All Christians are called from sin’s darkness and dominion to salvation and service. This passage, along with others make it equally clear that God calls some to special ministry and mission. Paul and Barnabas are prime New Testament examples of this type of call. In time of national and personal crisis, Isaiah saw God as the holy Lord of the universe in a way he had never seen Him prior. The result in Isaiah is what Christians feel on drawing close to God, that we are sinners and unworthy. The prophet saw that we are sinners as individuals and as congregations. When we confess our sins, God takes the initiative in cleansing us. Cleansed and forgiven, we can hear God’s missionary call. He presents the need, and the Christian with a willing heart responds, “Here am I. Send me.”


But I have raised you up for this very purpose, that I might show you my power and that my name might be proclaimed in all the earth.” (Exodus 9:16 – God Commands Missions)

God raised up Pharaoh to demonstrated His power. Egyptian religion considered Pharaoh a god. The Exodus proved only the true God of Israel possessed divine power. God’s deeper purpose in the Exodus was that His name might be declared in all the earth. Knowing that God wants His name known in all the earth. Knowing that God wants his name known in all the earth provides authority for missions as Christians declared His name, love, and power. From the very beginning of the Bible, God is never presented as a tribal god or one who is confined in any way or any one location or a God who is without limitations of any kind. He is the God of all the earth, who acts so all peoples of the earth may know Him.


He said to them, ‘This is what I told you while I was still with you; everything must be fulfilled that is written about me in the Law of Moses, the Prophets, and the Psalms.’ Then he opened their minds so they could understand the Scriptures. He tole them, ‘This what is written: The Christ will suffer and rise from the dead on the third day, and repentance and forgiveness of sins will be preached in his name to all nations, beginning at Jerusalem. You are witnesses of these things. I am going to send you what my Father has promised; but sty in the city until you have been clothed with power from on high.” (Luke 24:44-49 – God Commands Missions)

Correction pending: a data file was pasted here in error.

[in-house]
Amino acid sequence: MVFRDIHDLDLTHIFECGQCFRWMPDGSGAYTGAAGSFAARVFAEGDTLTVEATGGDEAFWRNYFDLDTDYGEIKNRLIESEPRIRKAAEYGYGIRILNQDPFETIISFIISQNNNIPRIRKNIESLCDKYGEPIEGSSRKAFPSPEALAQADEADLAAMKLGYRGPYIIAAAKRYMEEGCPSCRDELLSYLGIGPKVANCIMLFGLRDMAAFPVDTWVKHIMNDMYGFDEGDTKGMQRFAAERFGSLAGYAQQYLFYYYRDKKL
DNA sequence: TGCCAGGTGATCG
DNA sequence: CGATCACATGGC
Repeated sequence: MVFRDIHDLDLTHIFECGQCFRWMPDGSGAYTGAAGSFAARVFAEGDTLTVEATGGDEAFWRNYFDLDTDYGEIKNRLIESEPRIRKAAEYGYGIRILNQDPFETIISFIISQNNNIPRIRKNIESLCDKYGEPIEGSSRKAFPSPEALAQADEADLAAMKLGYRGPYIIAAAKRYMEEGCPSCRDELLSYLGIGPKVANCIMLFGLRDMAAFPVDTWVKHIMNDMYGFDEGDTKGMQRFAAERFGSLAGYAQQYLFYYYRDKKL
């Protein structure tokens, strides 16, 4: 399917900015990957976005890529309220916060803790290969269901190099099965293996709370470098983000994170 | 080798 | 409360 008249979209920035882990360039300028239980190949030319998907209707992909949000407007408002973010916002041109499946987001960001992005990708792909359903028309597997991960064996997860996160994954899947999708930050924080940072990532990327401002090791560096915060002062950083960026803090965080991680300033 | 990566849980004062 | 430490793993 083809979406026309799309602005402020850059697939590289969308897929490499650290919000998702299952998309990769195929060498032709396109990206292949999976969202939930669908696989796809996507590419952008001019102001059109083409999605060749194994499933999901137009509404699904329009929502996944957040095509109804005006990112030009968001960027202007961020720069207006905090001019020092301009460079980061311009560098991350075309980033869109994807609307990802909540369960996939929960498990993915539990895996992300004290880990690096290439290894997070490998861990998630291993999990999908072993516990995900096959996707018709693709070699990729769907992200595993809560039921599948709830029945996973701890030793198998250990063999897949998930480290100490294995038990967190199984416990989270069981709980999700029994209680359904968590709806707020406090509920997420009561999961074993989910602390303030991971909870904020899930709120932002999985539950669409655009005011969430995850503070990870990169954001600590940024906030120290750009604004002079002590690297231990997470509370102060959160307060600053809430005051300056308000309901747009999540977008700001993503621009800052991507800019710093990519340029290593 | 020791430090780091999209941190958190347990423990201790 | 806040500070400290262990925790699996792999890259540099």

The Risen Lord explained to the eleven apostles the entire Old Testament as relating to Himself and the purpose of His life and ministry. He tied together all of he Old Testament and revealed its relation to all of he events leading to His death and resurrection; showing that the intent of the Old Testament and of His life; ministry; death; and resurrection pointed to the missionary purpose of the “sent one” or those who did missionary work and hat it proclaimed repentance and forgiveness in the name of Jesus Christ to all peoples of he world, beginning with where they were and hen expanding out from that point. That conversation brought tremendous implications for Christ’s church and for Christians of all ages. Mission is not an activity in addition to the Gospel message, but reflects the very purpose of God from eternity. Missions is not based on a single passage but on a theme that permeates the Bible. Mission work is not just something we do for a few months or even on a limited basis but our task extends to the end of the world.